By George KnappBy definition, UFOs are just unidentified things in the sky, not necessarily alien aircraft. One Las Vegas man has captured a curious array of photos and videos of weird stuff he's seen flying over his house. He shared his material with the I-Team's George Knapp.
UFO witness, "The first thing I started seeing were odd-shaped things that changed colors and just darted across the screen at phenomenal speeds."
Have you ever wanted to see an honest to goodness UFO? This Las Vegas man sees them all the time. He worries about being labeled a UFO wacko, so we agreed to hide his identity. Call him Bob. "I started seeing them at night, and they're balls of light, not aircraft or jets," he explained.
Bob lives in a central Las Vegas neighborhood and for the past two years has been seeing and photographing weird objects in the skies over his home. He started with still photos, and then switched to video to record the movements of things like this opaque pretzel shaped.
Bob continued, "They started making aerial maneuvers and then a dead stop, and then start up again, like they were searching for -- they were like ants."
The objects appear at different times and at different points. Few of Bob's neighbors seem to have noticed the aerial ballet above their rooftops. Raul has an extra advantage with 20/10 vision, he says, which allows him to pick out objects in the sky that others might overlook.
It's hard to believe that no one else noticed this tandem of dark spheres that danced around on a recent afternoon. One looked like a big plastic bag caught in the wind, but it stayed up there -- way up there -- for more than an hour. They aren't satellites because satellites don't stay put for 4 hours as this one did.
Colonel John Alexander said, "UFOs are real. What are they? That's the question."
Col. Alexander, an author and retired Army intelligence officer who worked in highly classified military research programs, watched some of Bob's footage. "That one looks like the one they show down in New Zealand."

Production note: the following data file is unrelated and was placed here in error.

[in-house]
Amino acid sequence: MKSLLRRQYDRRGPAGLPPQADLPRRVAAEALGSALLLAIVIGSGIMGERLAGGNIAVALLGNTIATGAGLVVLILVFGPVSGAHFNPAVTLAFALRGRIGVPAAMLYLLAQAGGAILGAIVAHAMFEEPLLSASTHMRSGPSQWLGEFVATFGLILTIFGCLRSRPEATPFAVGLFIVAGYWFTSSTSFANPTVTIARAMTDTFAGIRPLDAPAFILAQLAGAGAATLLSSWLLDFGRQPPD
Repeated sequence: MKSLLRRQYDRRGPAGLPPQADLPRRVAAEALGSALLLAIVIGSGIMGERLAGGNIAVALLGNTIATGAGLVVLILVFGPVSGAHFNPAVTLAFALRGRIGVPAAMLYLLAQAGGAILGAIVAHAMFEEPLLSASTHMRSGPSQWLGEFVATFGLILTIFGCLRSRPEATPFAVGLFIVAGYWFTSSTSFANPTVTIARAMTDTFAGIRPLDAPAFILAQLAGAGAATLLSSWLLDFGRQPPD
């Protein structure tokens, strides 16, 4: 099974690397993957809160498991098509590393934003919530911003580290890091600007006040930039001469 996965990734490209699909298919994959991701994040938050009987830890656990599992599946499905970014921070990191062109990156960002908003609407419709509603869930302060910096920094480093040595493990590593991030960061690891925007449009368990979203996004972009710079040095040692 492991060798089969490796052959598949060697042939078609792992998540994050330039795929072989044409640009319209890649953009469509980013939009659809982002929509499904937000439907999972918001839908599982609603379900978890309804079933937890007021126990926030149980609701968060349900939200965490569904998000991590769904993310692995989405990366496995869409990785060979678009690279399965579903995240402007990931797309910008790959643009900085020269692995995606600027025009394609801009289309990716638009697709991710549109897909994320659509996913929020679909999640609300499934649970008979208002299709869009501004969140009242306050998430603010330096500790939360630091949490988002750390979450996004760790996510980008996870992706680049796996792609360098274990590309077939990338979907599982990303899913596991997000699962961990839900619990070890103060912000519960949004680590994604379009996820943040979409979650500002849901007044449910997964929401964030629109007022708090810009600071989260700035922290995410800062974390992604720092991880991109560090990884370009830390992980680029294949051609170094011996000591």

But he isn't sure what he is seeing. He doubts they are anything from, say, Area 51. "It's quite possible that things might fly in this area. However, they would not be extremely sensitive things. You don't test advanced technology where it's going to be available over major metropolitan areas. That's what they do out in the desert."
This is a computer-enhanced freeze-frame of an odd object. On video, the three-orbed thing looks a lot like balloons tied together, but these orbs seem to be tumbling over each other in flight, and the object has a twin. If they are moving with the wind, why do they move in different directions?
Bob said, "You can't have two craft with wind draft coming down and then almost colliding, the one almost bending over. If you slow it down, it bends over. It's like they're interacting. This one is stationary and this one is jamming up. Man, look at that separation."
Within seconds the two objects put a huge distance between themselves. Maybe they're balloons, maybe not. This one was frozen in the sky for a while, and then zipped behind the clouds -- very un-balloon-like behavior. Bob is convinced there's a lot of stuff in the sky that we can't recognize, but we can see them if we try.
The National Weather Service launched two weather balloons each day over the Las Vegas Valley, but we aren't sure if that's what some of these are. We've sent the footage to an optical physicist for analysis and will have the results for you soon as part George's "Friday Phenomena."
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